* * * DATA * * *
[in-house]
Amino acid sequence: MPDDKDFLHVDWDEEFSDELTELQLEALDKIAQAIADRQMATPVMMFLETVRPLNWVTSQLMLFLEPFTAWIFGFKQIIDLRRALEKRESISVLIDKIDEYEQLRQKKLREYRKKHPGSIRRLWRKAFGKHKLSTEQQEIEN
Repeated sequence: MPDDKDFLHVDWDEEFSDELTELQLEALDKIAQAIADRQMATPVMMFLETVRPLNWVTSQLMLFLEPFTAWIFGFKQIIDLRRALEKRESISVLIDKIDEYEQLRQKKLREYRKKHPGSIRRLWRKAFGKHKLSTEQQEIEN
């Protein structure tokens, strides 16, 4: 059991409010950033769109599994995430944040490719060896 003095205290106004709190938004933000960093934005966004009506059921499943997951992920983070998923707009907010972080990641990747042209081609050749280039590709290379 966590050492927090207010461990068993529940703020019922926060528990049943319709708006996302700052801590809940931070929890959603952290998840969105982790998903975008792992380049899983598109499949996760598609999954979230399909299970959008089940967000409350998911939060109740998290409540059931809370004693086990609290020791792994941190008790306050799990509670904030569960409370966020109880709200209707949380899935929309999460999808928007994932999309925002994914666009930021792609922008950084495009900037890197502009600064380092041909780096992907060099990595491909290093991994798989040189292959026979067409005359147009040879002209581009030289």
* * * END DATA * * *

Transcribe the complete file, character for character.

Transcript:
[in-house]
Amino acid sequence: MPDDKDFLHVDWDEEFSDELTELQLEALDKIAQAIADRQMATPVMMFLETVRPLNWVTSQLMLFLEPFTAWIFGFKQIIDLRRALEKRESISVLIDKIDEYEQLRQKKLREYRKKHPGSIRRLWRKAFGKHKLSTEQQEIEN
Repeated sequence: MPDDKDFLHVDWDEEFSDELTELQLEALDKIAQAIADRQMATPVMMFLETVRPLNWVTSQLMLFLEPFTAWIFGFKQIIDLRRALEKRESISVLIDKIDEYEQLRQKKLREYRKKHPGSIRRLWRKAFGKHKLSTEQQEIEN
């Protein structure tokens, strides 16, 4: 059991409010950033769109599994995430944040490719060896 003095205290106004709190938004933000960093934005966004009506059921499943997951992920983070998923707009907010972080990641990747042209081609050749280039590709290379 966590050492927090207010461990068993529940703020019922926060528990049943319709708006996302700052801590809940931070929890959603952290998840969105982790998903975008792992380049899983598109499949996760598609999954979230399909299970959008089940967000409350998911939060109740998290409540059931809370004693086990609290020791792994941190008790306050799990509670904030569960409370966020109880709200209707949380899935929309999460999808928007994932999309925002994914666009930021792609922008950084495009900037890197502009600064380092041909780096992907060099990595491909290093991994798989040189292959026979067409005359147009040879002209581009030289």